The Volkswagen Beetle—officially titled the Volkswagen Type 1— also referred to as the Bug in parts of the English-speaking world. Was a two-door, rear-engine economy car, which could hold up to five occupants, that was produced and sold Volkswagen from 1938 until 2003. With 21,529,464 produced worldwide, the Beetle holds the title of being the longest-running, most-manufactured car on a single platform. If you own a VW Beetle, you're a lucky son of a gun. But before you work on your Beetle, double check to see if you have a Volkswagen Beetle workshop manual.
The conception of the VW Beetle lies in the sorted history of Nazi Germany. The need for a people's car was seen as being important to Adolf Hitler, who wished for a cheap, functional, utilitarian vehicle to be mass-produced in Germany. However, a small problem called WWII interfered with Hitler's vision of a country populated with VW Beetles. The war shifted production away from automobiles and to military vehicles. The Beetle's Lead engineer Ferdinand Porsche's team took until 1938 to complete the design, which made the main body shell simple and inexpensive make, also known as a unibody design. The result was the first Volkswagen.
Although designed in the 1930s, World War II limited the popularity of the Beetle; it wasn't until after the war, that Beetles began being produced for the public in significant numbers. The car was then designated internally as the Volkswagen Type 1 and marketed simply as the Volkswagen. All the models that followed were designated Volkswagen 1200, 1300, 1302, 1303, or 1500. The car became widely known in Germany as the Käfer (German for ""beetle"").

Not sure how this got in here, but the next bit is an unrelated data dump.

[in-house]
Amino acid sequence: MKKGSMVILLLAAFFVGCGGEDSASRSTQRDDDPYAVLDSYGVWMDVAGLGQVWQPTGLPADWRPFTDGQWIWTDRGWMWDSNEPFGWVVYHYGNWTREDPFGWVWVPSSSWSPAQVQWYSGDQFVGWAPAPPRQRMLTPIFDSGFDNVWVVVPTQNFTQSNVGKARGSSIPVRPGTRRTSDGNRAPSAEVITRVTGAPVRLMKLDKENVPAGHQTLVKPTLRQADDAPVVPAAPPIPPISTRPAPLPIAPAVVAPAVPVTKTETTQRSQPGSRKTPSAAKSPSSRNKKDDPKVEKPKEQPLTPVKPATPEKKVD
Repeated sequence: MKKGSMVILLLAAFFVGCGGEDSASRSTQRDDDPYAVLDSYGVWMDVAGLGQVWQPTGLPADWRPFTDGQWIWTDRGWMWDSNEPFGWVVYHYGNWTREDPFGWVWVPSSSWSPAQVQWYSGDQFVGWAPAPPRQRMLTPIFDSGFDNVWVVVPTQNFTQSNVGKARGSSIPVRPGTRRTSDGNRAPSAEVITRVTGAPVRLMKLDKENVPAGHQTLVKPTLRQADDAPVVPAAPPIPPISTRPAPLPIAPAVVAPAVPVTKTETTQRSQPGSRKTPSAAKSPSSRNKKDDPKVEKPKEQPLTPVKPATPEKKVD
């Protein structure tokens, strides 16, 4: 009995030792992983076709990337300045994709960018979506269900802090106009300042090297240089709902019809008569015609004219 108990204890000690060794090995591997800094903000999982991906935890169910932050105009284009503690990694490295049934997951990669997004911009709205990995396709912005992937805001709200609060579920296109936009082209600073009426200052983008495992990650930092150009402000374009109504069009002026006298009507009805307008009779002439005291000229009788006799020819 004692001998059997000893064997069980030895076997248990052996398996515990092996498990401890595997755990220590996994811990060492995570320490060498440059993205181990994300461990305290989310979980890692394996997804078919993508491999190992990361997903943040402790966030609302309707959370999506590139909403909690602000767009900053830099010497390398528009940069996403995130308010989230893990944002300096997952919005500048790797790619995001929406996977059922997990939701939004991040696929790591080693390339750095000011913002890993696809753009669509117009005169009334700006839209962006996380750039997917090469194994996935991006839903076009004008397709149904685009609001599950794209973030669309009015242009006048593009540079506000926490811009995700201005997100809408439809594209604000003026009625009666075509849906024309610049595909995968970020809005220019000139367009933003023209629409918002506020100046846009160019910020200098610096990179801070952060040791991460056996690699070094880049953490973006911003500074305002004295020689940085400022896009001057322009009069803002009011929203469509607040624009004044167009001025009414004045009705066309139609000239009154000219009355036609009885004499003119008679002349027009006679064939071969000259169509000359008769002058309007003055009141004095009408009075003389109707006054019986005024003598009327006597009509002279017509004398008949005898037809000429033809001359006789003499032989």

The Type 1 Beetle produced 25 hp was designed for a top speed around 62 mph (100 km/h). With the increasing of the Autobahn speed limits postwar, the Beetle's engine output was boosted to 36, then 40 hp; this configuration lasted through 1966 and became known as the ""classic"" Volkswagen motor. The Beetle gave birth to multiple renditions: mainly the 1955 Karmann Ghia, 1950 Type 2 'Bus,' as well as the 1961 Type 3 'Ponton' and the 1968 Type 4 (411/412) family cars, ultimately forming an entire lineup of rear-engine VW vehicles. The iconicness of the Beetle led to a significant shift in trend, led by Volkswagen, and then by Fiat and Renault. In 1959 even General Motors debuted a rear-engine car, air-cooled, the Chevrolet Corvair — which also shared the Beetle's flat engine and swing axle architecture.
Eventually, FWD and hatchback-bodied cars would come to dominate the small-car market in Europe. In 1974, Volkswagen's very own FWD Golf surpassed the Beetle. By 1994, Volkswagen launched the Concept One, a ""retro""-themed concept vehicle resembling the original Beetle. The ""New Beetle,"" introduced in 1998, was built on the contemporary Golf platform with styling echoing the original Type 1. It remained in production until 2011 when it was succeeded by the Beetle (A5), which also is reminiscent of the Type 1.
The VW Beetle has been one of Volkswagen's most prevalent vehicles over the years, which makes sense considering the impact that it has had on both the auto industry and culture in general. With that said, why don't you stop by and grab yourself a Volkswagen Beetle service manual, today!